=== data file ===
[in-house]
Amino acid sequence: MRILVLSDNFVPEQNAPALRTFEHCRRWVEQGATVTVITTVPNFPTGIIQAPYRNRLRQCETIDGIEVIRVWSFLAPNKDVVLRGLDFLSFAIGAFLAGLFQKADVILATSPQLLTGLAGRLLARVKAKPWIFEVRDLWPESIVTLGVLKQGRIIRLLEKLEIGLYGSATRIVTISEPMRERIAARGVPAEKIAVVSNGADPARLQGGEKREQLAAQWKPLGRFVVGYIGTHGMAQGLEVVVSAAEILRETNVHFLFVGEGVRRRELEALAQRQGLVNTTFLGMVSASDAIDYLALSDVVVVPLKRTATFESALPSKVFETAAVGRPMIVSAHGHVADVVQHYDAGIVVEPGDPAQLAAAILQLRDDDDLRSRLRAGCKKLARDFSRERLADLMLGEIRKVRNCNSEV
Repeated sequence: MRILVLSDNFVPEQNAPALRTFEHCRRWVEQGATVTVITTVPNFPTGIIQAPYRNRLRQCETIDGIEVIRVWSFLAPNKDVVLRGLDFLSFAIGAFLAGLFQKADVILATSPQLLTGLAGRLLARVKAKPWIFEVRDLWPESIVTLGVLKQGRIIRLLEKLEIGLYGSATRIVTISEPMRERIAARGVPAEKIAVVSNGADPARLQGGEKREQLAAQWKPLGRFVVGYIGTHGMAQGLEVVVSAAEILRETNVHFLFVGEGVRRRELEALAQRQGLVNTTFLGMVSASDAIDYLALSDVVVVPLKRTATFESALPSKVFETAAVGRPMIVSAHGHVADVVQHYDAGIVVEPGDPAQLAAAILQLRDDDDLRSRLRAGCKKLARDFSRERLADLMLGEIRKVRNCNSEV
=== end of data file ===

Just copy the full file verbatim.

[in-house]
Amino acid sequence: MRILVLSDNFVPEQNAPALRTFEHCRRWVEQGATVTVITTVPNFPTGIIQAPYRNRLRQCETIDGIEVIRVWSFLAPNKDVVLRGLDFLSFAIGAFLAGLFQKADVILATSPQLLTGLAGRLLARVKAKPWIFEVRDLWPESIVTLGVLKQGRIIRLLEKLEIGLYGSATRIVTISEPMRERIAARGVPAEKIAVVSNGADPARLQGGEKREQLAAQWKPLGRFVVGYIGTHGMAQGLEVVVSAAEILRETNVHFLFVGEGVRRRELEALAQRQGLVNTTFLGMVSASDAIDYLALSDVVVVPLKRTATFESALPSKVFETAAVGRPMIVSAHGHVADVVQHYDAGIVVEPGDPAQLAAAILQLRDDDDLRSRLRAGCKKLARDFSRERLADLMLGEIRKVRNCNSEV
Repeated sequence: MRILVLSDNFVPEQNAPALRTFEHCRRWVEQGATVTVITTVPNFPTGIIQAPYRNRLRQCETIDGIEVIRVWSFLAPNKDVVLRGLDFLSFAIGAFLAGLFQKADVILATSPQLLTGLAGRLLARVKAKPWIFEVRDLWPESIVTLGVLKQGRIIRLLEKLEIGLYGSATRIVTISEPMRERIAARGVPAEKIAVVSNGADPARLQGGEKREQLAAQWKPLGRFVVGYIGTHGMAQGLEVVVSAAEILRETNVHFLFVGEGVRRRELEALAQRQGLVNTTFLGMVSASDAIDYLALSDVVVVPLKRTATFESALPSKVFETAAVGRPMIVSAHGHVADVVQHYDAGIVVEPGDPAQLAAAILQLRDDDDLRSRLRAGCKKLARDFSRERLADLMLGEIRKVRNCNSEV